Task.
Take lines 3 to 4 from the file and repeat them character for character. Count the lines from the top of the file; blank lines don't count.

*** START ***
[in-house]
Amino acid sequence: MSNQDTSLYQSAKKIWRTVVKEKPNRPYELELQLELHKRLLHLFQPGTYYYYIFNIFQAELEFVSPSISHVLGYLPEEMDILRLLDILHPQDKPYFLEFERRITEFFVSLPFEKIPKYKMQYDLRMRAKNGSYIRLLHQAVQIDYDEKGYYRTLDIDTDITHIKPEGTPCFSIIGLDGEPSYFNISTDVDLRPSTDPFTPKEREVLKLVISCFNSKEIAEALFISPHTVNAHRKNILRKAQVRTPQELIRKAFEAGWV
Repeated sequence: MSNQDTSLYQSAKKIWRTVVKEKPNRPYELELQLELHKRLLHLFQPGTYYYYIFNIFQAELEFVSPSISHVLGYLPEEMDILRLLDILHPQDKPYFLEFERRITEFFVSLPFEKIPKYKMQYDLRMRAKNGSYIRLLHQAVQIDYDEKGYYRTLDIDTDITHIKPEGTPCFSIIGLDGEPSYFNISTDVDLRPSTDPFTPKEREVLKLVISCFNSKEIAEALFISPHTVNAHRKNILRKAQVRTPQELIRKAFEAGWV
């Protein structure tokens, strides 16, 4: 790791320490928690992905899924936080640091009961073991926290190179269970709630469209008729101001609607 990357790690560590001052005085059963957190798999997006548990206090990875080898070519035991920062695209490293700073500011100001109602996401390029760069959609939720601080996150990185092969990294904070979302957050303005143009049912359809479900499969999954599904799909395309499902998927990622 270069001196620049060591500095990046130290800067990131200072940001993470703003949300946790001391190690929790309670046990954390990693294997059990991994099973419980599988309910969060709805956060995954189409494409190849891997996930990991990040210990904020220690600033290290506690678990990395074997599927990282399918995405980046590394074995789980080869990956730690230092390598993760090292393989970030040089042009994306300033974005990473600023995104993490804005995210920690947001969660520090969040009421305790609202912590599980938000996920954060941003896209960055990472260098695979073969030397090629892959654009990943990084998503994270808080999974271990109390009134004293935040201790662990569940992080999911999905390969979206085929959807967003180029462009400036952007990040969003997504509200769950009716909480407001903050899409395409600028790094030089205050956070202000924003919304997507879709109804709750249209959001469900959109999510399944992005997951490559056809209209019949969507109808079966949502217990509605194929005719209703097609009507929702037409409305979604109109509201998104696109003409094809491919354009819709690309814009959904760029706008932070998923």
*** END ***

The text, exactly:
Repeated sequence: MSNQDTSLYQSAKKIWRTVVKEKPNRPYELELQLELHKRLLHLFQPGTYYYYIFNIFQAELEFVSPSISHVLGYLPEEMDILRLLDILHPQDKPYFLEFERRITEFFVSLPFEKIPKYKMQYDLRMRAKNGSYIRLLHQAVQIDYDEKGYYRTLDIDTDITHIKPEGTPCFSIIGLDGEPSYFNISTDVDLRPSTDPFTPKEREVLKLVISCFNSKEIAEALFISPHTVNAHRKNILRKAQVRTPQELIRKAFEAGWV
């Protein structure tokens, strides 16, 4: 790791320490928690992905899924936080640091009961073991926290190179269970709630469209008729101001609607 990357790690560590001052005085059963957190798999997006548990206090990875080898070519035991920062695209490293700073500011100001109602996401390029760069959609939720601080996150990185092969990294904070979302957050303005143009049912359809479900499969999954599904799909395309499902998927990622 270069001196620049060591500095990046130290800067990131200072940001993470703003949300946790001391190690929790309670046990954390990693294997059990991994099973419980599988309910969060709805956060995954189409494409190849891997996930990991990040210990904020220690600033290290506690678990990395074997599927990282399918995405980046590394074995789980080869990956730690230092390598993760090292393989970030040089042009994306300033974005990473600023995104993490804005995210920690947001969660520090969040009421305790609202912590599980938000996920954060941003896209960055990472260098695979073969030397090629892959654009990943990084998503994270808080999974271990109390009134004293935040201790662990569940992080999911999905390969979206085929959807967003180029462009400036952007990040969003997504509200769950009716909480407001903050899409395409600028790094030089205050956070202000924003919304997507879709109804709750249209959001469900959109999510399944992005997951490559056809209209019949969507109808079966949502217990509605194929005719209703097609009507929702037409409305979604109109509201998104696109003409094809491919354009819709690309814009959904760029706008932070998923």